ExamReaderUK|Case Studies - Secondary Schools|City Academy Norwich
ExamReaderUK|Case Studies - Secondary Schools|City Academy Norwich
Dr Trudy Coleman
The Impact of ExamReaders in Exams for Students with EAL, SEN or Low Reading Ages
The aim of this project was to identify to what extent ExamReader Pens are able to support EAL, SEND and students with low reading ages in their GCSE exams. EAL students with identified SEND are at the greatest risk in regards to low attainment; when compared to EAL student with no recorded SEND, those with School Action, School Action Plus and statements are 16, 24 and 40 NC months behind their counterparts (Strand, et al. 2015). Students with both EAL and SEND are denied access arrangements (for example readers and extra time) during public exams due to their EAL status. However, they are able to make use of ExamReader Pens (for example C-Pen ExamReader) which have been approved by the Joint Council for Qualifications (JCQ) for use in exams without any special access arrangements.
The study took the form of a quantitative experimental methodology which compared the attainment of a control and test group; followed by a small qualitative questionnaire which focused on student perceptions of the support provided by the ExamReader. There was an initial small scale pilot study (16 students – year 9) followed by the larger study (46 students – year 11). In the pilot study the groups were drawn from a population consisting of year 9 (KS4) computer science students who meet either the EAL, SEND or low reading age criteria. The identified 16 students were paired based on either their SEND status (K or statement), EAL status (fluent or emerging) or reading age (12 or below). From this paired population the students were randomly divided into two groups of 8; test group and control group.
In the larger study a test group of 23 students was drawn from the population of year 11 science students (all of the students in year 11); every student in this population who met either the EAL, SEND or low reading age criteria was included in the test group. This was done to ensure that students (known to have EAL, SEND or low reading ages) taking their GCSE exams would not be unfairly disadvantaged by the study (i.e. denied access to a digital technology which it was believed would improve their assessment grades). Instead the 23 test students were randomly matched with 23 students with a similar prior attainment and gender (without EAL, SEND or low reading ages) to make up the control group.
In the pilot study both the test and control groups underwent a series of three short (including a baseline) computer science assessments. The year 9 students in the test group had access to an ExamReader, the students in the control group did not. Neither group had access to an ExamReader during the baseline assessment.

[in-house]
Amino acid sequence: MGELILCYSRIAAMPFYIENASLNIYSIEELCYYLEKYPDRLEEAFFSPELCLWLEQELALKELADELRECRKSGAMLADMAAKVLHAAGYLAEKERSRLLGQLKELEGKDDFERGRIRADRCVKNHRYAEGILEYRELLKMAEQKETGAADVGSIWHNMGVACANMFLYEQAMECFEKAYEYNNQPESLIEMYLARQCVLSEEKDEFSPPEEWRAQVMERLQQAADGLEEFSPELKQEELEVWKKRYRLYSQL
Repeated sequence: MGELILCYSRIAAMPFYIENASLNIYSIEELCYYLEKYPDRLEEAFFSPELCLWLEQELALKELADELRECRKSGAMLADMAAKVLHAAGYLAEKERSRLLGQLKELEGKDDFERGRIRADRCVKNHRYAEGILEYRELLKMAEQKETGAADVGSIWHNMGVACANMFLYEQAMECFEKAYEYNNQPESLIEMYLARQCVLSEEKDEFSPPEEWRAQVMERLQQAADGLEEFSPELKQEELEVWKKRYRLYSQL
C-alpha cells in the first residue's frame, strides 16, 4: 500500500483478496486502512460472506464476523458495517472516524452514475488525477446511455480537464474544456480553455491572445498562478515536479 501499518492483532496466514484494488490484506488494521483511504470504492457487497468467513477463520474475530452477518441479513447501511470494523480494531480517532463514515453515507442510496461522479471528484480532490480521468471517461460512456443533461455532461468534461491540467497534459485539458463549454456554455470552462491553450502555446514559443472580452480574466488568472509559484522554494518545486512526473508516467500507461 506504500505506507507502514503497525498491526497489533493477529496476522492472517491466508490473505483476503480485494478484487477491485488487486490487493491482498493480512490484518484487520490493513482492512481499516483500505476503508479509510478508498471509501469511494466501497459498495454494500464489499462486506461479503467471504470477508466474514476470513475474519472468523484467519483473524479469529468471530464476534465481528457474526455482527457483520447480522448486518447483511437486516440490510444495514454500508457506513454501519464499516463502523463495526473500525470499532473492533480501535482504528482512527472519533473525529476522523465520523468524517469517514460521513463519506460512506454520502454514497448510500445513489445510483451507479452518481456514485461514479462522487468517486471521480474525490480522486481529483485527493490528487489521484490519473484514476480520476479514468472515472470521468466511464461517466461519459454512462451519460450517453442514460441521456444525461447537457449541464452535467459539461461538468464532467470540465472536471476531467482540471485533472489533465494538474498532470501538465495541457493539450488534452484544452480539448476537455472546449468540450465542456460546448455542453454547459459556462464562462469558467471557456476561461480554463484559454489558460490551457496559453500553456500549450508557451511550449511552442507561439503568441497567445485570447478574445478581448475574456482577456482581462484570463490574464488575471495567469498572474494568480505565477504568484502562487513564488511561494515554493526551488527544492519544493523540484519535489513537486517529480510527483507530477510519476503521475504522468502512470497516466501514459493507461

In the larger study both groups again underwent a series of three science assessments (mock, mock 2 and actual exam). The students in the test group had access to an ExamReader, the students in the control group did not. Again neither group had access to an ExamReader during the baseline test (mock 1). A qualitative questionnaire made up of Likert scale and open questions was used to collect the year 11 test group students’ perceptions about the ExamReaders following their actual GCSE exam.
In the pilot study the students’ scores from the two assessments were compared to their baseline scores (Table 1). The assessment data suggested that the difference between the test and control groups had a positive effect size of 0.17 (first assessment – low effect size – approximately 2 months’ progress) and 0.38 (second assessment – moderate effect size – approximately 5 months’ progress).
Test Test 2 Baseline Diff 1 Diff 2
Test 3.0 4.9 2.7 0.4 2.7
Control 5.0 6.6 4.6 0.0 2.0
Diff -2.0 -1.7 -1.9 0.4 0.7
SD 3.46 2.17 3.34 2.51 1.73
Effect Size -0.58 -0.79 -0.57 0.17 0.38
Table 1: Year 9 Assessment Data Analysis
In the larger study students’ scores from the two assessments (mock 2 and actual exam) and the baseline assessment (mock 1) where compared for the control and test groups students’ scores (Table 2). The assessment data again suggests that the difference between the test and control group had a positive effect size of 1.03 (mock 2 – very high effect size – approximately 12 months’ progress), 0.12 (actual exam – low effect size – approximately 2 months’ progress) and 0 (mock baseline – no effect – approximately 0 months’ progress).
Baseline Mock2 Actual
Test 1.26 1.74 2.74
Control 1.26 0.85 2.59
Diff 0.00 0.89 0.15
SDev 1.08 0.87 1.29
Effect size 0.00 1.03 0.12
Table 2: Year 11 Assessment Data Analysis
Table 3 shows the questionnaire results where 41% of the 23 (test group) year 11 students used the ExamReaders in all or most of their exams; 36% used the ExamReaders in some of their exams. 71% of the students who made use of the ExamReaders during their exams agreed or strongly agreed that they helped them to understand more questions. 59% of these students agreed or strongly agreed that they helped them to attempt more questions. The remaining students in each instance neither agreed nor disagreed.
All Most Some None
ExamReader use in Exam 2 7 8 5